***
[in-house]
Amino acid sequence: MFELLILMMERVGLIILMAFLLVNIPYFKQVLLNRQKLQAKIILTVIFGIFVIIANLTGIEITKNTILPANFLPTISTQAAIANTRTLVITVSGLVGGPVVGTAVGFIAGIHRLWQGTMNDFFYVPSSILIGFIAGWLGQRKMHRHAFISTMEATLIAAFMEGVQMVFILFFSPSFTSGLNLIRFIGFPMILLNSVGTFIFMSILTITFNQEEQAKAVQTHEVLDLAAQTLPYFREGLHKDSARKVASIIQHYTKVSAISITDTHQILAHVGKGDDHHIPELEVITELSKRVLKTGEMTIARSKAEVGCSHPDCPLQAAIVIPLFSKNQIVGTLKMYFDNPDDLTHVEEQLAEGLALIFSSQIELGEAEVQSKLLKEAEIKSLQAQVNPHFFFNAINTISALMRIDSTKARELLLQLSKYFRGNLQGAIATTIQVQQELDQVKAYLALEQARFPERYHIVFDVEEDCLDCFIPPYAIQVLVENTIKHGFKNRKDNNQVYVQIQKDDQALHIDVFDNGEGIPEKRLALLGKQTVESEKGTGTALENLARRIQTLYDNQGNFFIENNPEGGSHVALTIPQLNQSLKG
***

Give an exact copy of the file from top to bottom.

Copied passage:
[in-house]
Amino acid sequence: MFELLILMMERVGLIILMAFLLVNIPYFKQVLLNRQKLQAKIILTVIFGIFVIIANLTGIEITKNTILPANFLPTISTQAAIANTRTLVITVSGLVGGPVVGTAVGFIAGIHRLWQGTMNDFFYVPSSILIGFIAGWLGQRKMHRHAFISTMEATLIAAFMEGVQMVFILFFSPSFTSGLNLIRFIGFPMILLNSVGTFIFMSILTITFNQEEQAKAVQTHEVLDLAAQTLPYFREGLHKDSARKVASIIQHYTKVSAISITDTHQILAHVGKGDDHHIPELEVITELSKRVLKTGEMTIARSKAEVGCSHPDCPLQAAIVIPLFSKNQIVGTLKMYFDNPDDLTHVEEQLAEGLALIFSSQIELGEAEVQSKLLKEAEIKSLQAQVNPHFFFNAINTISALMRIDSTKARELLLQLSKYFRGNLQGAIATTIQVQQELDQVKAYLALEQARFPERYHIVFDVEEDCLDCFIPPYAIQVLVENTIKHGFKNRKDNNQVYVQIQKDDQALHIDVFDNGEGIPEKRLALLGKQTVESEKGTGTALENLARRIQTLYDNQGNFFIENNPEGGSHVALTIPQLNQSLKG